A Grifter’s Song: Hustlers on the Run by Nick Kolakowski
They’re in love. They pull off scores. If they make one wrong move, they’re dead.
That’s the story of Sam and Rachel, hustlers and anti-heroes of “A Grifter’s Song,” a long-running series of novellas by some of crime fiction’s most notable authors. Each new entry ratchets up the tension: can the pair carry off yet another grift? Can they survive their longtime pursuers? And can they stay enamored with each other?
“I came up with the idea of Sam and Rachel and their basic storyline,” says Frank Zafiro, who created and continues to edit the series. “The process was no different than many other ideas. Cons and grifters were interesting to me. The way they are able to fleece marks strikes me as sociopathic. Yet the concept that there might be that one thing (in this case, each other) that a grifter cares about was even more interesting.”
Zafiro originally intended to write the entire series himself, with new novellas released quarterly. “But then I got an invite from Gary Phillips for another project he was working on (still hasn’t surfaced, sadly) that featured monthly installments in an anthology format,” he says. “I thought the idea was brilliant and a perfect fit for ‘A Grifter’s Song.’ Every month, a new author, writing about a new con in a new location? With me there as editor to helm the overall arc and maintain character continuity? It was even better than my original plan.”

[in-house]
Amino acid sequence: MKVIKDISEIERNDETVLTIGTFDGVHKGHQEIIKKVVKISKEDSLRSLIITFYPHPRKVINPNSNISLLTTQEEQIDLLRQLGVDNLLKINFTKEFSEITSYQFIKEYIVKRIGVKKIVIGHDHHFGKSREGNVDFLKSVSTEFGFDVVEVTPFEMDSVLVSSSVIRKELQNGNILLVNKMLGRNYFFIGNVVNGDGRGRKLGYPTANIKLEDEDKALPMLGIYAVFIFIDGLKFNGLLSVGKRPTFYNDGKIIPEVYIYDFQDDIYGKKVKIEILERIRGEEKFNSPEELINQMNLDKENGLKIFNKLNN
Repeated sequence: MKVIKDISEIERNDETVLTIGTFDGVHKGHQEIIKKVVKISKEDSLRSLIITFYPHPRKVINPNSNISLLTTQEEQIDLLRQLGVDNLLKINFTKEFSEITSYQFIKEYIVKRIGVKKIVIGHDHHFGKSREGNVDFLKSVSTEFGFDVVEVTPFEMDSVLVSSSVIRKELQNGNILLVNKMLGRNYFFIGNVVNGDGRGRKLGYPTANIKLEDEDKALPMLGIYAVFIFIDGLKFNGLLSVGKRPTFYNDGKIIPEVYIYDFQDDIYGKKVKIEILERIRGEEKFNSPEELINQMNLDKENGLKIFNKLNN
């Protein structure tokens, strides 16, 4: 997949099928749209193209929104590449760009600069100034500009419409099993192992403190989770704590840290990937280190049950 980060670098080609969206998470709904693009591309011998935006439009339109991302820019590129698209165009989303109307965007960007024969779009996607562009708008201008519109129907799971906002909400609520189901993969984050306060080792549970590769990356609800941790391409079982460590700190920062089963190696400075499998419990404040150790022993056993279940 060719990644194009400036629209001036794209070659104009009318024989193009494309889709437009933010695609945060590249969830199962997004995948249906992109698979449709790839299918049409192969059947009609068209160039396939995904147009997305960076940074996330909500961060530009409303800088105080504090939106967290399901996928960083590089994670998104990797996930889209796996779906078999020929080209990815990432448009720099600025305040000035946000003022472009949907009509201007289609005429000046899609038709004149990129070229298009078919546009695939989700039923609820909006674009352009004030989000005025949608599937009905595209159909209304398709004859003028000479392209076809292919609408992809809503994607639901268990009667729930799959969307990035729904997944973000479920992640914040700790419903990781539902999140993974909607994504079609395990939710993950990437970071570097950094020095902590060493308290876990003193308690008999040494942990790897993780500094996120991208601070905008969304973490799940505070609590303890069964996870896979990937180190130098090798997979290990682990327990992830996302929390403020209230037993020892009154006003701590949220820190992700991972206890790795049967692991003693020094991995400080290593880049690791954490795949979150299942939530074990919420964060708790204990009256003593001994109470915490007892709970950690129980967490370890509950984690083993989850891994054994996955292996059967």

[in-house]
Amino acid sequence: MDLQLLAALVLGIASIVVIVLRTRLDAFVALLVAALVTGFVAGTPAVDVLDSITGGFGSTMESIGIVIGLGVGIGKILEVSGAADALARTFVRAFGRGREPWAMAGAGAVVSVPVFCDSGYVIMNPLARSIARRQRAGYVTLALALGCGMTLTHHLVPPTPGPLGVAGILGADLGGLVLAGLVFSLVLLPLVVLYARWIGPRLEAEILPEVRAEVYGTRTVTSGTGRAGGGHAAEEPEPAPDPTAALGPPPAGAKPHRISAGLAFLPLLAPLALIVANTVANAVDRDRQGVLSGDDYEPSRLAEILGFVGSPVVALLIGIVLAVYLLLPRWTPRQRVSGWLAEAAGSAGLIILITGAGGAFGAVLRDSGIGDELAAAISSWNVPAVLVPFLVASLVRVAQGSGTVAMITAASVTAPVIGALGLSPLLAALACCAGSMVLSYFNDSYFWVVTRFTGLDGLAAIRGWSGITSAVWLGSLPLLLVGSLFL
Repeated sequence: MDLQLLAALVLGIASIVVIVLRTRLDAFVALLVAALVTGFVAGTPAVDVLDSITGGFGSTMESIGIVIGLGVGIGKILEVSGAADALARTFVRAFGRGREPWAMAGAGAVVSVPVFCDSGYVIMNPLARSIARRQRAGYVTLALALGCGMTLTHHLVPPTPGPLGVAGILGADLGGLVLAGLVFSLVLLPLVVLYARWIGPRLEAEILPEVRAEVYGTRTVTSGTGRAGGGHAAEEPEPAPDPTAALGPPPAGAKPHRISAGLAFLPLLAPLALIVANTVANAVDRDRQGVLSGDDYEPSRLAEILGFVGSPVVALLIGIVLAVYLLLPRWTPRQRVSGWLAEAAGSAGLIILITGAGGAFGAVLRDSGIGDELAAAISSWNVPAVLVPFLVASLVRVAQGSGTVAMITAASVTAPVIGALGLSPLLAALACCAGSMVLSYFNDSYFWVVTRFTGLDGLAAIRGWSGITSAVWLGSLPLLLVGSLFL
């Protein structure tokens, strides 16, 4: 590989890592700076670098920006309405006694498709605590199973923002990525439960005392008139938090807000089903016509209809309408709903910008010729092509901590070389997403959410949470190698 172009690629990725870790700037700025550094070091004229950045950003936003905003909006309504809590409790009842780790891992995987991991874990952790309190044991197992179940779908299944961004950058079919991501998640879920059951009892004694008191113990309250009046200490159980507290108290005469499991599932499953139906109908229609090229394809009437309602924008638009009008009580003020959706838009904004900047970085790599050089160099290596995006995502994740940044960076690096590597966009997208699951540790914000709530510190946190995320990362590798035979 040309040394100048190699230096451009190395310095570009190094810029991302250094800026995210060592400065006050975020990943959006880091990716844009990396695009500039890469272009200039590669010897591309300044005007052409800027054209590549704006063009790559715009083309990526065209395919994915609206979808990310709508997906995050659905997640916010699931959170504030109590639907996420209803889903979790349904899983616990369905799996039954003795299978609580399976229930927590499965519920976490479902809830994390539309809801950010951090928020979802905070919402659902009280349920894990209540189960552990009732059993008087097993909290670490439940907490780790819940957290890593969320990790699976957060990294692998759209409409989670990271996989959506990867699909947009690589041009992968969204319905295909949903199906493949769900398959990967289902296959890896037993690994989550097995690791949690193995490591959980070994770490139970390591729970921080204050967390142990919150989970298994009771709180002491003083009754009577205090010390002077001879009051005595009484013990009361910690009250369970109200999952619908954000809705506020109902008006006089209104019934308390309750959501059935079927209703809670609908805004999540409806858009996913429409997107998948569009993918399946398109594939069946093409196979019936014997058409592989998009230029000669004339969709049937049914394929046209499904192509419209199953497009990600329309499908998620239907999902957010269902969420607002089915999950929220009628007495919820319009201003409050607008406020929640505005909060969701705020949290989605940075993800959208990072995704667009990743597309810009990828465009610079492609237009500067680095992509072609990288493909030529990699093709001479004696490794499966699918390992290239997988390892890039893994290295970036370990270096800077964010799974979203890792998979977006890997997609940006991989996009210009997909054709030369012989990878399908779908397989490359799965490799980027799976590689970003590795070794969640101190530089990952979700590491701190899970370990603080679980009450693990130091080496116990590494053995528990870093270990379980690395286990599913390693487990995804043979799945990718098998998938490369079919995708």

Zafiro adopted Phillips’s formula and sold the concept to Down and Out Books; Phillips would later pen the fourth book in the series. From the beginning, the series has also embraced a uniform cover design: “Zach McCain created a wonderful, battered pulp look that succeeds in creating a brand while giving every episode its own character. Just magnificent.”
Over the course of 29 novellas (and counting), “A Grifter’s Song” has featured a diverse array of authors, including Eryk Pruitt, Hilary Davidson, Paul Garth, S.A. Cosby, Holly West, Gary Phillips, and others. All give the material their own spin while aligning with the series’ overall themes and drive.
When I sat down to write the latest book in the series, “Madam Tomahawk,” I’d already read several of the episodes on my own, but I was fortunate to have Zafiro’s extensive story bible, which breaks down the nuances of all the regular characters and their stories. The bible also stated what an author could—and couldn’t do—with a character. No killing Sam and Rachel, for example. Neither of them can suddenly gain expertise in an esoteric skill like kung-fu or satellite programming.
You can see why Zafiro wanted to restrict authors’ more extreme flights of fancy. One of the truisms of a long-running series is that you really need to be sure about major changes—and make them only when the plot really demands it. For example, Robert Kirkman, the creator of “The Walking Dead” comics, regretted chopping off the right hand of series hero Rick Grimes; the lost limb would make so many subsequent events a little too complicated. I’ve always liked doing drastic things to the characters in my books (in my “Love & Bullets” series, a major character loses a finger and another deals with injuries from a barrage of bullets) but I was happy to keep Sam and Rachel—and their relationship—whole as they try to survive a treacherous D.C. filled with politicos and killers.
Plus, Zafiro maybe wanted to save some of the best and most permanent moments for himself. After several “seasons” of novellas, the series is finally coming to an end this year, and he’s writing the grand finale. Whatever happens to Sam and Rachel, one thing’s for certain: it’s hard for any grifters—including charismatic ones—to get away clean.